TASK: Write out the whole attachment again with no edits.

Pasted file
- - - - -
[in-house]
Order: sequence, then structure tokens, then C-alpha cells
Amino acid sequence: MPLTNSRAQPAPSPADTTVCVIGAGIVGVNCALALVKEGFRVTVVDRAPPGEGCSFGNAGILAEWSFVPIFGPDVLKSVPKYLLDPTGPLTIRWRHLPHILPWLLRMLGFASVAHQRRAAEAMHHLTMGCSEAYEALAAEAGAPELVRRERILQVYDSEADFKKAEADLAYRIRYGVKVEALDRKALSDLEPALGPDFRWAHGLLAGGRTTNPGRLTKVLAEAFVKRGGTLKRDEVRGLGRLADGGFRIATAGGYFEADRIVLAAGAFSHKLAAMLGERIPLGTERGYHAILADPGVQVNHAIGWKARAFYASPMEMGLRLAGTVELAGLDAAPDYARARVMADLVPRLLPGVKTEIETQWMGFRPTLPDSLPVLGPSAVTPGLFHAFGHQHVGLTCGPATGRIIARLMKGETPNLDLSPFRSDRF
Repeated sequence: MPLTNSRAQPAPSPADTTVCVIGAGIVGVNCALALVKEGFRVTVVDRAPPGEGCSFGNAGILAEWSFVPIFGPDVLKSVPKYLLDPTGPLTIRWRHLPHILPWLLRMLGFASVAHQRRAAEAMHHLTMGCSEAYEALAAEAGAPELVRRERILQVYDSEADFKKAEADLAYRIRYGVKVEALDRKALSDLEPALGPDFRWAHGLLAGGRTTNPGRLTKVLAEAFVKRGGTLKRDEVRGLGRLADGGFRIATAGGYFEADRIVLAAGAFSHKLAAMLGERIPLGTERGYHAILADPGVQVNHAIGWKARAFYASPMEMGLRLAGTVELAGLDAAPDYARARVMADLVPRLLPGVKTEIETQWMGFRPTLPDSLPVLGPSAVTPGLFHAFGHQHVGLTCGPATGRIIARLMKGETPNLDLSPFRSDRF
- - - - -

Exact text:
[in-house]
Order: sequence, then structure tokens, then C-alpha cells
Amino acid sequence: MPLTNSRAQPAPSPADTTVCVIGAGIVGVNCALALVKEGFRVTVVDRAPPGEGCSFGNAGILAEWSFVPIFGPDVLKSVPKYLLDPTGPLTIRWRHLPHILPWLLRMLGFASVAHQRRAAEAMHHLTMGCSEAYEALAAEAGAPELVRRERILQVYDSEADFKKAEADLAYRIRYGVKVEALDRKALSDLEPALGPDFRWAHGLLAGGRTTNPGRLTKVLAEAFVKRGGTLKRDEVRGLGRLADGGFRIATAGGYFEADRIVLAAGAFSHKLAAMLGERIPLGTERGYHAILADPGVQVNHAIGWKARAFYASPMEMGLRLAGTVELAGLDAAPDYARARVMADLVPRLLPGVKTEIETQWMGFRPTLPDSLPVLGPSAVTPGLFHAFGHQHVGLTCGPATGRIIARLMKGETPNLDLSPFRSDRF
Repeated sequence: MPLTNSRAQPAPSPADTTVCVIGAGIVGVNCALALVKEGFRVTVVDRAPPGEGCSFGNAGILAEWSFVPIFGPDVLKSVPKYLLDPTGPLTIRWRHLPHILPWLLRMLGFASVAHQRRAAEAMHHLTMGCSEAYEALAAEAGAPELVRRERILQVYDSEADFKKAEADLAYRIRYGVKVEALDRKALSDLEPALGPDFRWAHGLLAGGRTTNPGRLTKVLAEAFVKRGGTLKRDEVRGLGRLADGGFRIATAGGYFEADRIVLAAGAFSHKLAAMLGERIPLGTERGYHAILADPGVQVNHAIGWKARAFYASPMEMGLRLAGTVELAGLDAAPDYARARVMADLVPRLLPGVKTEIETQWMGFRPTLPDSLPVLGPSAVTPGLFHAFGHQHVGLTCGPATGRIIARLMKGETPNLDLSPFRSDRF